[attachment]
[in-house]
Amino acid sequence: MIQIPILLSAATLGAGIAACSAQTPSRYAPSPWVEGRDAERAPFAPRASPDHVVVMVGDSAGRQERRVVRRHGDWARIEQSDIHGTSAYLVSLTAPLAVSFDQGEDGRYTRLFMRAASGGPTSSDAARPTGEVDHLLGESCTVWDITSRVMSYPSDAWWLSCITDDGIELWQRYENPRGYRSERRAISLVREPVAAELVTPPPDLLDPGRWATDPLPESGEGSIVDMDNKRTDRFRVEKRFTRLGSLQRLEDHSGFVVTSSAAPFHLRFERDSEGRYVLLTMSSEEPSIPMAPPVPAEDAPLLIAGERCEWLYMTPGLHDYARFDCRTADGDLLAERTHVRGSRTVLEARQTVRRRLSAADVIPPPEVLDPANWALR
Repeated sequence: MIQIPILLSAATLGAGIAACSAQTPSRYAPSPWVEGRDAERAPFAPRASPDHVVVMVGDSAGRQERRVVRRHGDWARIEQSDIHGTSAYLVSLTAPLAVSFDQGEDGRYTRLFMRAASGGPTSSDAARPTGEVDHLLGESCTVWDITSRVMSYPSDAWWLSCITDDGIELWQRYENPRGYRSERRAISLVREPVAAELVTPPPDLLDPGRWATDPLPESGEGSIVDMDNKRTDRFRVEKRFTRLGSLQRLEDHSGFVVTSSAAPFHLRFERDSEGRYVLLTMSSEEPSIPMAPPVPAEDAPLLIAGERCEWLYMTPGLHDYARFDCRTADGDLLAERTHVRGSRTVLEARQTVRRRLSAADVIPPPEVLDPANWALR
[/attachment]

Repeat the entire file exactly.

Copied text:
[in-house]
Amino acid sequence: MIQIPILLSAATLGAGIAACSAQTPSRYAPSPWVEGRDAERAPFAPRASPDHVVVMVGDSAGRQERRVVRRHGDWARIEQSDIHGTSAYLVSLTAPLAVSFDQGEDGRYTRLFMRAASGGPTSSDAARPTGEVDHLLGESCTVWDITSRVMSYPSDAWWLSCITDDGIELWQRYENPRGYRSERRAISLVREPVAAELVTPPPDLLDPGRWATDPLPESGEGSIVDMDNKRTDRFRVEKRFTRLGSLQRLEDHSGFVVTSSAAPFHLRFERDSEGRYVLLTMSSEEPSIPMAPPVPAEDAPLLIAGERCEWLYMTPGLHDYARFDCRTADGDLLAERTHVRGSRTVLEARQTVRRRLSAADVIPPPEVLDPANWALR
Repeated sequence: MIQIPILLSAATLGAGIAACSAQTPSRYAPSPWVEGRDAERAPFAPRASPDHVVVMVGDSAGRQERRVVRRHGDWARIEQSDIHGTSAYLVSLTAPLAVSFDQGEDGRYTRLFMRAASGGPTSSDAARPTGEVDHLLGESCTVWDITSRVMSYPSDAWWLSCITDDGIELWQRYENPRGYRSERRAISLVREPVAAELVTPPPDLLDPGRWATDPLPESGEGSIVDMDNKRTDRFRVEKRFTRLGSLQRLEDHSGFVVTSSAAPFHLRFERDSEGRYVLLTMSSEEPSIPMAPPVPAEDAPLLIAGERCEWLYMTPGLHDYARFDCRTADGDLLAERTHVRGSRTVLEARQTVRRRLSAADVIPPPEVLDPANWALR